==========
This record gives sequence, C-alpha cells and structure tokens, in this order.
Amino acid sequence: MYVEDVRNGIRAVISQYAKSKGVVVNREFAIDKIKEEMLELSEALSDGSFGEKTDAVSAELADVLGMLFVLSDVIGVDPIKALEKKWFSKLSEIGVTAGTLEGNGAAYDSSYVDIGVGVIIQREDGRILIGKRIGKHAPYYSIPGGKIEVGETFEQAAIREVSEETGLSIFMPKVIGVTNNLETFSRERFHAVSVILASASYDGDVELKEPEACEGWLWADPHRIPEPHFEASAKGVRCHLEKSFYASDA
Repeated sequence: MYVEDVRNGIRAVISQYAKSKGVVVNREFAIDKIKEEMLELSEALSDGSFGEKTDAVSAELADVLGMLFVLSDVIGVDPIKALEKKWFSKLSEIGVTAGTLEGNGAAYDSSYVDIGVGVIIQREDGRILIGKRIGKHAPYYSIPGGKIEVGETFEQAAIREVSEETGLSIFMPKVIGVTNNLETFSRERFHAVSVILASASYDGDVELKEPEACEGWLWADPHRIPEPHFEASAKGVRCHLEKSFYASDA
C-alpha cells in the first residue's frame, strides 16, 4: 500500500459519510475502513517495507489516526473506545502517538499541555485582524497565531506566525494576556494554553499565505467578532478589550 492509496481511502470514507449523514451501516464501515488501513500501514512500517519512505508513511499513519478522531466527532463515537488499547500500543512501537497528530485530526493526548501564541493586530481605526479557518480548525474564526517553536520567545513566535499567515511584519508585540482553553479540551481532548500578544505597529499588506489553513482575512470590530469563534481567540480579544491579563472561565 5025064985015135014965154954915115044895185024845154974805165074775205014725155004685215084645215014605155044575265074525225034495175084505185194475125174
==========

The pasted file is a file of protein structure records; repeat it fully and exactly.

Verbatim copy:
This record gives sequence, C-alpha cells and structure tokens, in this order.
Amino acid sequence: MYVEDVRNGIRAVISQYAKSKGVVVNREFAIDKIKEEMLELSEALSDGSFGEKTDAVSAELADVLGMLFVLSDVIGVDPIKALEKKWFSKLSEIGVTAGTLEGNGAAYDSSYVDIGVGVIIQREDGRILIGKRIGKHAPYYSIPGGKIEVGETFEQAAIREVSEETGLSIFMPKVIGVTNNLETFSRERFHAVSVILASASYDGDVELKEPEACEGWLWADPHRIPEPHFEASAKGVRCHLEKSFYASDA
Repeated sequence: MYVEDVRNGIRAVISQYAKSKGVVVNREFAIDKIKEEMLELSEALSDGSFGEKTDAVSAELADVLGMLFVLSDVIGVDPIKALEKKWFSKLSEIGVTAGTLEGNGAAYDSSYVDIGVGVIIQREDGRILIGKRIGKHAPYYSIPGGKIEVGETFEQAAIREVSEETGLSIFMPKVIGVTNNLETFSRERFHAVSVILASASYDGDVELKEPEACEGWLWADPHRIPEPHFEASAKGVRCHLEKSFYASDA
C-alpha cells in the first residue's frame, strides 16, 4: 500500500459519510475502513517495507489516526473506545502517538499541555485582524497565531506566525494576556494554553499565505467578532478589550 492509496481511502470514507449523514451501516464501515488501513500501514512500517519512505508513511499513519478522531466527532463515537488499547500500543512501537497528530485530526493526548501564541493586530481605526479557518480548525474564526517553536520567545513566535499567515511584519508585540482553553479540551481532548500578544505597529499588506489553513482575512470590530469563534481567540480579544491579563472561565 5025064985015135014965154954915115044895185024845154974805165074775205014725155004685215084645215014605155044575265074525225034495175084505185194475125174